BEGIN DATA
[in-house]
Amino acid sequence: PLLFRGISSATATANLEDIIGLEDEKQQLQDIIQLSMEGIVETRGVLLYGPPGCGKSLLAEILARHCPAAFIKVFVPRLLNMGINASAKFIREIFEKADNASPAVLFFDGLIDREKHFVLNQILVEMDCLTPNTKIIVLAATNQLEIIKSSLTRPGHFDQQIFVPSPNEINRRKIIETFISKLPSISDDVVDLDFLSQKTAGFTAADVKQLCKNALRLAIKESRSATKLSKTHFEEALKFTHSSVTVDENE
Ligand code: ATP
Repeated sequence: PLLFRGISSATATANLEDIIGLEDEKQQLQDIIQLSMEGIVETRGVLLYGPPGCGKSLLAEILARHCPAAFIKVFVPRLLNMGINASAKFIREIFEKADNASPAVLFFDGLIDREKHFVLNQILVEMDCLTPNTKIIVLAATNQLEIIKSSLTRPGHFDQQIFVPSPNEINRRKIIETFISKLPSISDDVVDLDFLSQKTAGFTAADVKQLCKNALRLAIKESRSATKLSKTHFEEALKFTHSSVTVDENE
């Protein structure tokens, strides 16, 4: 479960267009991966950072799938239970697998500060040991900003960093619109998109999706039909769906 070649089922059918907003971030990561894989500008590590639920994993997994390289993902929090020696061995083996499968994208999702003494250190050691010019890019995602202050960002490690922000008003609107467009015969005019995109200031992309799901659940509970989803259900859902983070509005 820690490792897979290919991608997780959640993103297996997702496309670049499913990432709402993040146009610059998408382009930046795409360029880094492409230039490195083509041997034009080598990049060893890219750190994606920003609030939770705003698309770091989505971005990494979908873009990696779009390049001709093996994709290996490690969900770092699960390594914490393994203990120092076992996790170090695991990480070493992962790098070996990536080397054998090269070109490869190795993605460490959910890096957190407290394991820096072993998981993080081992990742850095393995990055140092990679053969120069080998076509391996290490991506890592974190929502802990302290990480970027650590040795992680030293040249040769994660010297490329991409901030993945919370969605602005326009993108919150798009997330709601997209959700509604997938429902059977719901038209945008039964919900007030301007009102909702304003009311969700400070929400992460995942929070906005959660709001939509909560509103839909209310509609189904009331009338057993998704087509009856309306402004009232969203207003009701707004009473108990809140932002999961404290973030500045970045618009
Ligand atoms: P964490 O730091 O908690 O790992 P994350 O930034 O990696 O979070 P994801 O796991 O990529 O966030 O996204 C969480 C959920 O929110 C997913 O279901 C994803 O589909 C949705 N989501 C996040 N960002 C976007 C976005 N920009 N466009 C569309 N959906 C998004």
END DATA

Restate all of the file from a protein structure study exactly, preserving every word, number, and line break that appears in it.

[in-house]
Amino acid sequence: PLLFRGISSATATANLEDIIGLEDEKQQLQDIIQLSMEGIVETRGVLLYGPPGCGKSLLAEILARHCPAAFIKVFVPRLLNMGINASAKFIREIFEKADNASPAVLFFDGLIDREKHFVLNQILVEMDCLTPNTKIIVLAATNQLEIIKSSLTRPGHFDQQIFVPSPNEINRRKIIETFISKLPSISDDVVDLDFLSQKTAGFTAADVKQLCKNALRLAIKESRSATKLSKTHFEEALKFTHSSVTVDENE
Ligand code: ATP
Repeated sequence: PLLFRGISSATATANLEDIIGLEDEKQQLQDIIQLSMEGIVETRGVLLYGPPGCGKSLLAEILARHCPAAFIKVFVPRLLNMGINASAKFIREIFEKADNASPAVLFFDGLIDREKHFVLNQILVEMDCLTPNTKIIVLAATNQLEIIKSSLTRPGHFDQQIFVPSPNEINRRKIIETFISKLPSISDDVVDLDFLSQKTAGFTAADVKQLCKNALRLAIKESRSATKLSKTHFEEALKFTHSSVTVDENE
């Protein structure tokens, strides 16, 4: 479960267009991966950072799938239970697998500060040991900003960093619109998109999706039909769906 070649089922059918907003971030990561894989500008590590639920994993997994390289993902929090020696061995083996499968994208999702003494250190050691010019890019995602202050960002490690922000008003609107467009015969005019995109200031992309799901659940509970989803259900859902983070509005 820690490792897979290919991608997780959640993103297996997702496309670049499913990432709402993040146009610059998408382009930046795409360029880094492409230039490195083509041997034009080598990049060893890219750190994606920003609030939770705003698309770091989505971005990494979908873009990696779009390049001709093996994709290996490690969900770092699960390594914490393994203990120092076992996790170090695991990480070493992962790098070996990536080397054998090269070109490869190795993605460490959910890096957190407290394991820096072993998981993080081992990742850095393995990055140092990679053969120069080998076509391996290490991506890592974190929502802990302290990480970027650590040795992680030293040249040769994660010297490329991409901030993945919370969605602005326009993108919150798009997330709601997209959700509604997938429902059977719901038209945008039964919900007030301007009102909702304003009311969700400070929400992460995942929070906005959660709001939509909560509103839909209310509609189904009331009338057993998704087509009856309306402004009232969203207003009701707004009473108990809140932002999961404290973030500045970045618009
Ligand atoms: P964490 O730091 O908690 O790992 P994350 O930034 O990696 O979070 P994801 O796991 O990529 O966030 O996204 C969480 C959920 O929110 C997913 O279901 C994803 O589909 C949705 N989501 C996040 N960002 C976007 C976005 N920009 N466009 C569309 N959906 C998004």